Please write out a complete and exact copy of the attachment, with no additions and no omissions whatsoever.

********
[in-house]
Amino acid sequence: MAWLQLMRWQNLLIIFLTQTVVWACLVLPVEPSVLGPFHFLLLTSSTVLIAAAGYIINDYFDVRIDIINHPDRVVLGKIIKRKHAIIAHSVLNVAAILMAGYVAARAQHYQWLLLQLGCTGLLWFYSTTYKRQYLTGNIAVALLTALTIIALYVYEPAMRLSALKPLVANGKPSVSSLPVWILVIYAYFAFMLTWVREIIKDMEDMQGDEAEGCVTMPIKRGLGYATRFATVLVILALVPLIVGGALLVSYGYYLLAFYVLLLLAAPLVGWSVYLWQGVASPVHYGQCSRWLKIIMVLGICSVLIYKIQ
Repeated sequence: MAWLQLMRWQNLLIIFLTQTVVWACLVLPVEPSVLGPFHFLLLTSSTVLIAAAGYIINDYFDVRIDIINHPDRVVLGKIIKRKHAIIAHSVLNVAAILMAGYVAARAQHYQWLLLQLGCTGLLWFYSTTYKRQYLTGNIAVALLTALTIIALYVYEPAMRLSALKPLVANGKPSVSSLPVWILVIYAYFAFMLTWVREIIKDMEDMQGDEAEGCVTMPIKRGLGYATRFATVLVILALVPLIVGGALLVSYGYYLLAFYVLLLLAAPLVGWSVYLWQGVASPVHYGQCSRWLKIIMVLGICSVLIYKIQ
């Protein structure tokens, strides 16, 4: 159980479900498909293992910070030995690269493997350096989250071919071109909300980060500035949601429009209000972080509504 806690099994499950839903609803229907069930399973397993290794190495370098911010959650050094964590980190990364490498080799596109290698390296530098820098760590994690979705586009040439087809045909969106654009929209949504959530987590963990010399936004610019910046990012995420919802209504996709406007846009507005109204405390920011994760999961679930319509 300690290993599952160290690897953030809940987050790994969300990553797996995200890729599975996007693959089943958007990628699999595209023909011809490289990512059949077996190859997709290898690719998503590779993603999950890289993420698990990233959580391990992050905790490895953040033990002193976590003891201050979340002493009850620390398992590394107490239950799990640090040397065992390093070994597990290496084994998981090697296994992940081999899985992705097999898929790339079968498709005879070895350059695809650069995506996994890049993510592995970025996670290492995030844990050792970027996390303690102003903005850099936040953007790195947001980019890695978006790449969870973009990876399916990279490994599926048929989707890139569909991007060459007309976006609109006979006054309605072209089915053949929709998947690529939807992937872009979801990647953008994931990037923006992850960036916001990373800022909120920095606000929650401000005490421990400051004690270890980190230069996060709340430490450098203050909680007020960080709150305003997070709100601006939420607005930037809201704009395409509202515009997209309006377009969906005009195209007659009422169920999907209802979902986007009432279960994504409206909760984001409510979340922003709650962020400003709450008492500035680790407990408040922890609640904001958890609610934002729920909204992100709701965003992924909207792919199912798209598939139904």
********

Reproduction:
[in-house]
Amino acid sequence: MAWLQLMRWQNLLIIFLTQTVVWACLVLPVEPSVLGPFHFLLLTSSTVLIAAAGYIINDYFDVRIDIINHPDRVVLGKIIKRKHAIIAHSVLNVAAILMAGYVAARAQHYQWLLLQLGCTGLLWFYSTTYKRQYLTGNIAVALLTALTIIALYVYEPAMRLSALKPLVANGKPSVSSLPVWILVIYAYFAFMLTWVREIIKDMEDMQGDEAEGCVTMPIKRGLGYATRFATVLVILALVPLIVGGALLVSYGYYLLAFYVLLLLAAPLVGWSVYLWQGVASPVHYGQCSRWLKIIMVLGICSVLIYKIQ
Repeated sequence: MAWLQLMRWQNLLIIFLTQTVVWACLVLPVEPSVLGPFHFLLLTSSTVLIAAAGYIINDYFDVRIDIINHPDRVVLGKIIKRKHAIIAHSVLNVAAILMAGYVAARAQHYQWLLLQLGCTGLLWFYSTTYKRQYLTGNIAVALLTALTIIALYVYEPAMRLSALKPLVANGKPSVSSLPVWILVIYAYFAFMLTWVREIIKDMEDMQGDEAEGCVTMPIKRGLGYATRFATVLVILALVPLIVGGALLVSYGYYLLAFYVLLLLAAPLVGWSVYLWQGVASPVHYGQCSRWLKIIMVLGICSVLIYKIQ
């Protein structure tokens, strides 16, 4: 159980479900498909293992910070030995690269493997350096989250071919071109909300980060500035949601429009209000972080509504 806690099994499950839903609803229907069930399973397993290794190495370098911010959650050094964590980190990364490498080799596109290698390296530098820098760590994690979705586009040439087809045909969106654009929209949504959530987590963990010399936004610019910046990012995420919802209504996709406007846009507005109204405390920011994760999961679930319509 300690290993599952160290690897953030809940987050790994969300990553797996995200890729599975996007693959089943958007990628699999595209023909011809490289990512059949077996190859997709290898690719998503590779993603999950890289993420698990990233959580391990992050905790490895953040033990002193976590003891201050979340002493009850620390398992590394107490239950799990640090040397065992390093070994597990290496084994998981090697296994992940081999899985992705097999898929790339079968498709005879070895350059695809650069995506996994890049993510592995970025996670290492995030844990050792970027996390303690102003903005850099936040953007790195947001980019890695978006790449969870973009990876399916990279490994599926048929989707890139569909991007060459007309976006609109006979006054309605072209089915053949929709998947690529939807992937872009979801990647953008994931990037923006992850960036916001990373800022909120920095606000929650401000005490421990400051004690270890980190230069996060709340430490450098203050909680007020960080709150305003997070709100601006939420607005930037809201704009395409509202515009997209309006377009969906005009195209007659009422169920999907209802979902986007009432279960994504409206909760984001409510979340922003709650962020400003709450008492500035680790407990408040922890609640904001958890609610934002729920909204992100709701965003992924909207792919199912798209598939139904």